No Latin phrases. No paeans to pioneer ancestors. No quotes from obscure philosophers. A brief reference to climate change. Just a couple of mild quips.
The man who used to give State of the State speeches off the cuff now writes them out and reads them with virtually no textual deviation.
Gov. Jerry Brown’s monotonic address Thursday, just shy of 20 minutes, essentially repeated everything he has been saying lately about everything, without a single new angle on any issue.
A politician who once set himself apart from the herd by proposing bold, even wacky, new things that earned him the much-hated sobriquet of “Governor Moonbeam,” has evolved into a dependable political helmsman.
Not that that’s necessarily a bad thing.
During Brown’s second governorship, as he pointedly reminded legislators at the close of the speech, the state’s budget has been balanced, debts have been repaid, unemployment has been halved, and modest relief has been offered to millions of poor Californians.
He’s been a steady hand at the tiller, if not always internally consistent, and an adult in the room with other Capitol’s politicians, nagging them that their actions have consequences, not always good ones.
Brown reminded legislators that the state has seen 10 recessions since World War II and no one knows when the next one will strike, but the state has usually been caught unaware when revenue plummeted. Meanwhile, its budget has become even more volatile because it largely depends on personal income taxes.
“I don’t want to make those mistakes again,” he said, plugging his plan to build up rainy-day reserves that many of his fellow Democrats dislike because they want to spend more on social and medical services.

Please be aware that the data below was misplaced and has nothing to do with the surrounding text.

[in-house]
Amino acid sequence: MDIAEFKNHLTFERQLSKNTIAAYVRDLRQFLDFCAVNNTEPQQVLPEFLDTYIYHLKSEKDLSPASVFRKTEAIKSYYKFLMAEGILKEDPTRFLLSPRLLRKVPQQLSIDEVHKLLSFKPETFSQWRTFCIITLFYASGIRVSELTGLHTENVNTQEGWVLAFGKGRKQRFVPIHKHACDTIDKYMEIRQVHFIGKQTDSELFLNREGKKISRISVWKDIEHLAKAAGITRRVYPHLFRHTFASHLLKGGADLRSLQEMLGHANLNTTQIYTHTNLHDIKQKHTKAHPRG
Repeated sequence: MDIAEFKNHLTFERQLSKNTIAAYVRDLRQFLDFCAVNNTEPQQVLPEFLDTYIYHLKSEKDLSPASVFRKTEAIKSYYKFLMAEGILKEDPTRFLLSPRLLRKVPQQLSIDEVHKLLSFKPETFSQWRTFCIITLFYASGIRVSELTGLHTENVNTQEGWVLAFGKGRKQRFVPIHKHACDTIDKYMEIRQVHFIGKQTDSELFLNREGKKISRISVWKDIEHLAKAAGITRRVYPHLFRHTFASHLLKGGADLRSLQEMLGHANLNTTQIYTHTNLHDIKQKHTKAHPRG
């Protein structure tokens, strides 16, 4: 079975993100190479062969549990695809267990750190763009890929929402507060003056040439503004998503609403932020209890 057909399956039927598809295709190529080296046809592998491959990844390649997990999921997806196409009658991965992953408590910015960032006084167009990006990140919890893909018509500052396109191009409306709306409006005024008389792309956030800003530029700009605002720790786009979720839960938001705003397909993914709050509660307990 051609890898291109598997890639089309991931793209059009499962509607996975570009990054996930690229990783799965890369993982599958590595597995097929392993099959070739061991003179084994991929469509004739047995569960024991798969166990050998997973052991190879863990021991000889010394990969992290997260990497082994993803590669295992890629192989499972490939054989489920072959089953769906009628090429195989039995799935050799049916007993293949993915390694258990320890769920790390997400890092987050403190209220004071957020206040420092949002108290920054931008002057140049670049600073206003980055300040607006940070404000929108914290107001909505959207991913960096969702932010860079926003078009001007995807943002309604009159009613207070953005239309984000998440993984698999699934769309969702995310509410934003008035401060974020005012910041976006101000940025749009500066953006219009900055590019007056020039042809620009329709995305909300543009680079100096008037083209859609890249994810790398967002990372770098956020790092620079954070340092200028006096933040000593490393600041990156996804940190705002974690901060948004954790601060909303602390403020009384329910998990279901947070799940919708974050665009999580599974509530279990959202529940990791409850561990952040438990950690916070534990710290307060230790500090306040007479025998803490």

The steady-as-she-goes, don’t-rock-the-boat tone of Brown’s address indicated that he’s content to continue checking off items on his political bucket list, hoping to leave behind a balanced budget – unlike the deficit-ridden one he bequeathed George Deukmejian in 1983 – and a few concrete manifestations of his gubernatorial presence.
Oddly, however, his speech didn’t mention his two pet projects, twin water tunnels beneath the Sacramento-San Joaquin Delta and a north-south bullet train. Both face enormous hurdles – legal, political and, particularly, financial – that must be overcome. Their omission from his speech may indicate that Brown fears they could be gigantic busts that would stain his legacy.
As the date of Brown’s departure from the governorship draws closer, one wonders whether he will be content to retire to his cabin in Colusa County, or still sees other political roles to play.
Does the three-time White House hopeful read about Hillary Clinton’s slide and left-winger Bernie Sanders’ surge in their presidential duel and wonder whether party leaders might, in desperation, turn to a popular, seasoned big-state governor who’s just a few years older?